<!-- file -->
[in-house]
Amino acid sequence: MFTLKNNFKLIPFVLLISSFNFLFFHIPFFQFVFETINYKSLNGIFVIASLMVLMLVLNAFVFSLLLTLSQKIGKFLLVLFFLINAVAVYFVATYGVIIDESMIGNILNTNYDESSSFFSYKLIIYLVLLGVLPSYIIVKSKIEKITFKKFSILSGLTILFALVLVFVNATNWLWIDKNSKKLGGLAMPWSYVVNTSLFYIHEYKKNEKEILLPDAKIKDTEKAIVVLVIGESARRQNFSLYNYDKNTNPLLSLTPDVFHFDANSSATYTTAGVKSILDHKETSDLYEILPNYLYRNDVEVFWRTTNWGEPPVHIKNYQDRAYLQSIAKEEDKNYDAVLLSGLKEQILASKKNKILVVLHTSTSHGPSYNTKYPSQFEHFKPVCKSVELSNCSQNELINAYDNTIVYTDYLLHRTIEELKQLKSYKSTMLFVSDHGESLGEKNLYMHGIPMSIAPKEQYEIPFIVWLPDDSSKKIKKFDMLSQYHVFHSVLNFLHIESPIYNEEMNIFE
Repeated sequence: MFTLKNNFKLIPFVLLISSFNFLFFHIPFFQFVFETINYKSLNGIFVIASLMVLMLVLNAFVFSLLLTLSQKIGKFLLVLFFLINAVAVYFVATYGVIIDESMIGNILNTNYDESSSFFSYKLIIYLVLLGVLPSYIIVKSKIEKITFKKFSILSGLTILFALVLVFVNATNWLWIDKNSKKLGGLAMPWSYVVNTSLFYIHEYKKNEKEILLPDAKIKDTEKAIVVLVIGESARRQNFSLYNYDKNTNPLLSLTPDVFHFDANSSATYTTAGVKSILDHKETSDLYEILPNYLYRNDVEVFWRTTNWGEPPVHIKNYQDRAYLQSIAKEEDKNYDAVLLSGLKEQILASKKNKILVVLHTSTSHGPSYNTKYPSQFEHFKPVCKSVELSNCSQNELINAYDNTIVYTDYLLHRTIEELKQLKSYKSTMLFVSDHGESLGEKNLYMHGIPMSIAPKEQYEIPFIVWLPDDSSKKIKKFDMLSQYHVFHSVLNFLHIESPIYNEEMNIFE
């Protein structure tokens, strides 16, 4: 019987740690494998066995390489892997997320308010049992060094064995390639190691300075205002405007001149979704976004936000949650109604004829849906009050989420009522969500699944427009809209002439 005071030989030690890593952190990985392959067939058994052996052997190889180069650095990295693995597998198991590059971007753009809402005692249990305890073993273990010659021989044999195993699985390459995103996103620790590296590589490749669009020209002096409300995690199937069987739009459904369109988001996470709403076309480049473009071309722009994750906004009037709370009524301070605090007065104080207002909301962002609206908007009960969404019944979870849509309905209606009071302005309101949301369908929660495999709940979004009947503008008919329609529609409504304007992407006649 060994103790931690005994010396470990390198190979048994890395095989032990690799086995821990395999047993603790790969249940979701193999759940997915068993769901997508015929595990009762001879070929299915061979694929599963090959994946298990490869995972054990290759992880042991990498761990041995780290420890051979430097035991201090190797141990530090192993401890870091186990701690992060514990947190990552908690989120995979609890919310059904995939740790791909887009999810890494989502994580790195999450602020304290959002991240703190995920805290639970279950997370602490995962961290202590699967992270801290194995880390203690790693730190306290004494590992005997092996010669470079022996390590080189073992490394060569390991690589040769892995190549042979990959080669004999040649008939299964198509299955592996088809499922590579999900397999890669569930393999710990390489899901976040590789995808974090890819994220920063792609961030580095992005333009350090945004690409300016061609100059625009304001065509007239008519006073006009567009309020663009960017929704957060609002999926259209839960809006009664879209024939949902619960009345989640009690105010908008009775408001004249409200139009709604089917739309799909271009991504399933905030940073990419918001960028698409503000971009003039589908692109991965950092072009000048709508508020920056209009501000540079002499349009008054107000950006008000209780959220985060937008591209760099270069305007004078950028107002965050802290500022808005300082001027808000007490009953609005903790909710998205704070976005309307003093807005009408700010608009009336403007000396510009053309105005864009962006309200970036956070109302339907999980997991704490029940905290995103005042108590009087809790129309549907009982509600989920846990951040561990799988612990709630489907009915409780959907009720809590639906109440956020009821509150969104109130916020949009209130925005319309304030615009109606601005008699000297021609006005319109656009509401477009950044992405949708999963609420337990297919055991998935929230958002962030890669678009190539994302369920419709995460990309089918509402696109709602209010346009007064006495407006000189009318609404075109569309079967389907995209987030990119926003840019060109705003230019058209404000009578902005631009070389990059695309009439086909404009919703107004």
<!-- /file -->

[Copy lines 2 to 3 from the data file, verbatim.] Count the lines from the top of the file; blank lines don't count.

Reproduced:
Amino acid sequence: MFTLKNNFKLIPFVLLISSFNFLFFHIPFFQFVFETINYKSLNGIFVIASLMVLMLVLNAFVFSLLLTLSQKIGKFLLVLFFLINAVAVYFVATYGVIIDESMIGNILNTNYDESSSFFSYKLIIYLVLLGVLPSYIIVKSKIEKITFKKFSILSGLTILFALVLVFVNATNWLWIDKNSKKLGGLAMPWSYVVNTSLFYIHEYKKNEKEILLPDAKIKDTEKAIVVLVIGESARRQNFSLYNYDKNTNPLLSLTPDVFHFDANSSATYTTAGVKSILDHKETSDLYEILPNYLYRNDVEVFWRTTNWGEPPVHIKNYQDRAYLQSIAKEEDKNYDAVLLSGLKEQILASKKNKILVVLHTSTSHGPSYNTKYPSQFEHFKPVCKSVELSNCSQNELINAYDNTIVYTDYLLHRTIEELKQLKSYKSTMLFVSDHGESLGEKNLYMHGIPMSIAPKEQYEIPFIVWLPDDSSKKIKKFDMLSQYHVFHSVLNFLHIESPIYNEEMNIFE
Repeated sequence: MFTLKNNFKLIPFVLLISSFNFLFFHIPFFQFVFETINYKSLNGIFVIASLMVLMLVLNAFVFSLLLTLSQKIGKFLLVLFFLINAVAVYFVATYGVIIDESMIGNILNTNYDESSSFFSYKLIIYLVLLGVLPSYIIVKSKIEKITFKKFSILSGLTILFALVLVFVNATNWLWIDKNSKKLGGLAMPWSYVVNTSLFYIHEYKKNEKEILLPDAKIKDTEKAIVVLVIGESARRQNFSLYNYDKNTNPLLSLTPDVFHFDANSSATYTTAGVKSILDHKETSDLYEILPNYLYRNDVEVFWRTTNWGEPPVHIKNYQDRAYLQSIAKEEDKNYDAVLLSGLKEQILASKKNKILVVLHTSTSHGPSYNTKYPSQFEHFKPVCKSVELSNCSQNELINAYDNTIVYTDYLLHRTIEELKQLKSYKSTMLFVSDHGESLGEKNLYMHGIPMSIAPKEQYEIPFIVWLPDDSSKKIKKFDMLSQYHVFHSVLNFLHIESPIYNEEMNIFE